CHARLESTON – Justices of the Supreme Court of Appeals showed no enthusiasm for settling a dispute over fees that Cabell County commissioners pay the West Virginia Regional Jail Authority to keep suspects behind bars.
The jail authority charges $48 a day, but last year Circuit Judge Robert Pancake slashed the rate to $40.42.
Jail authority commissioners want the Justices to reverse Pancake. They claim Cabell County has fallen about $1,800,000 behind on its jail bill. They claim other counties have reduced payments in light of Pancake's decision.
The dispute reached the Justices at oral arguments Oct. 10, but their cautious response suggested they might prefer that state legislators take charge.
Legislators have adjusted the calculation of rates several times since creating the jail authority in 1985.
Cabell County commissioners argue that the jail authority bases its rate on beds when legislative rules require them to base it on inmates.
The county claims the inflated rate allows the jail authority to accumulate greater reserves than it needs.
The jail authority defends it calculation and asserts that the U.S. Constitution obligates counties to pay.
Pancake did not find a constitutional obligation.
For the jail authority, Charleston attorney Gary Pullin told the Justices it makes no sense to recognize a constitutional obligation but decide that counties don't have to pay to meet it.
"The obligation to pay is constitutional," he told the Justices.
Justice Joseph Albright said the jail authority calculates rates under a rule that should have gone through a committee hearing and votes in both houses.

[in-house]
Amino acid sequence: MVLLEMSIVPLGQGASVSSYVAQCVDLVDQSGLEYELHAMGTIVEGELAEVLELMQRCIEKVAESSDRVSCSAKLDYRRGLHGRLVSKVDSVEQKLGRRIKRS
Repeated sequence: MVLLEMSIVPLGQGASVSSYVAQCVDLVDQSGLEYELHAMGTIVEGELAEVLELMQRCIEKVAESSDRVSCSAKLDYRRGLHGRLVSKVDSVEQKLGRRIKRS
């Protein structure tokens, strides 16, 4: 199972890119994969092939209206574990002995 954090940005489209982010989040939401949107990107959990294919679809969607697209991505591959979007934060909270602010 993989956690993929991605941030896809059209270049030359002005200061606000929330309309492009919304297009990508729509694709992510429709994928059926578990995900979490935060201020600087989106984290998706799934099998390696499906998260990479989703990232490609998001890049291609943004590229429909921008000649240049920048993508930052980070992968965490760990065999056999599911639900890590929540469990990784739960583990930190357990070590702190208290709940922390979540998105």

Pullin agreed but said that shouldn't invalidate the jail authority's action.
For Cabell County, Charleston attorney Ancil Ramey said the constitutional obligation falls on the state, not the counties.
He said that when legislators created the jail authority, they provided that prisoners could not sue counties but could only sue the state.
"They build in a profit margin," Ramey said.
Albright said a 10 percent margin made sense.
He asked if the Court could declare a violation of a broad legislative instruction to the jail authority.
Ramey said the authority should base its rate on inmates, not beds. He said the authority should look at costs in a fiscal year and project an increase for the next year.
Pullin asked the Justices to keep in mind that the rate can move at any time.
"This is a rolling figure," Albright said. "It can never be precise. You have a cushion."
"A very small cushion," Pullin replied.
"That depends on your definition of small," Albright countered.
Justice Spike Maynard asked if other counties wouldn't pay or would pay less.
"That is the probable consequence of what they are asking," Pullin said, adding that some counties have stopped paying. "It has come down to a matter of pay what you want whenever you want."
The Justices briefly touched on a separate argument that the jail authority lacked a quorum when it adopted the $48 rate.
One commissioner voted by phone and according to the minutes, one voted by proxy.
Albright said the minutes reflected a misunderstanding of the word proxy.
Maynard said the Justices commonly sit in on meetings by phone. He said circuit judges hear arguments by phone.
"But the authority has no rule on it," Ramey said.
"Neither do we," Maynard said.